SHANGHAI (Reuters) – Beijing Hyundai Motor has cut the minimum asking price for its auto plant in the southwestern Chinese city of Chongqing by almost 30% to 2.58 billion yuan ($353.38 million) after putting it up for sale in August.
The price cut for the plant, a joint venture between South Korea’s Hyundai Motor and Beijing Automotive Group Co, was disclosed in a filing on the China Beijing Equity Exchange late last month.
Beijing Hyundai Motor is selling the land use rights, equipment and other facilities belonging to its plant as the South Korean automaker rejigs its strategy in China amid fierce price competition and slowing demand. The original asking price was 3.68 billion yuan, and the statement did not give a reason for the reduction.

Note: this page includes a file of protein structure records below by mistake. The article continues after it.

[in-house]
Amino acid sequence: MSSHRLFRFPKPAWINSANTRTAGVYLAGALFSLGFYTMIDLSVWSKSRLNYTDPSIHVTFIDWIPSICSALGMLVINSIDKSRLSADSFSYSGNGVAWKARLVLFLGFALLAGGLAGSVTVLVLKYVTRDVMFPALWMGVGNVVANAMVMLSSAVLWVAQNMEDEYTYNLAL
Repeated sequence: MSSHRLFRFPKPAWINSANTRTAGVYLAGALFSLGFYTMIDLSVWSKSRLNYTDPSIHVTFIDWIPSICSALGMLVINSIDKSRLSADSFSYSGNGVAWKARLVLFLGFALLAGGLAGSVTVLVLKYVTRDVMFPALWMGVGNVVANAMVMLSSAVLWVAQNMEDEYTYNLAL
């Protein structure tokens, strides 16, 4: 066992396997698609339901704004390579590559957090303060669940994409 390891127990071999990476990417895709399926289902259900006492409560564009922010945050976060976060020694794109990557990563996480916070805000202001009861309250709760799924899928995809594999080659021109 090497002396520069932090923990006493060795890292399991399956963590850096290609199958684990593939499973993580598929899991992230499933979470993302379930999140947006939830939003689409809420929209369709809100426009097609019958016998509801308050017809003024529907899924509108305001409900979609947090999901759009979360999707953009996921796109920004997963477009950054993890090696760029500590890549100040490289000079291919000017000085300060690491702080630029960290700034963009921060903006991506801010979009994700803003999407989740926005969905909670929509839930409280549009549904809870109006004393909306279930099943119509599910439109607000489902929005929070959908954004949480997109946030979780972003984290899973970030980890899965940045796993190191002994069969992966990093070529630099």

Hyundai did not immediately respond to a request for comment on Monday.
The Chongqing plant started production in 2017 with an annual capacity of 300,000 cars, and the decision to sell it came after Hyundai said in June that it would further restructure its China business to focus on profitability.
Hyundai had five plants in China at its peak and sold one of them in 2021. It plans to eventually operate just two where it will optimise production and use them for exports to emerging markets.
Rivalries in China’s automobile market, the world’s largest, have intensified as automakers struggle with weakening demand, deepening price competition.
Tesla has been the outlier among foreign brands in terms of its performance in China, with the U.S. automaker’s share of China’s electric vehicle market almost doubling in August to 13.2% from 7.5% in July.
($1 = 7.3010 Chinese yuan renminbi)
(Reporting by Brenda Goh and Zhang Yan; Additional reporting by Joyce Lee in Seoul; Editing by Jamie Freed)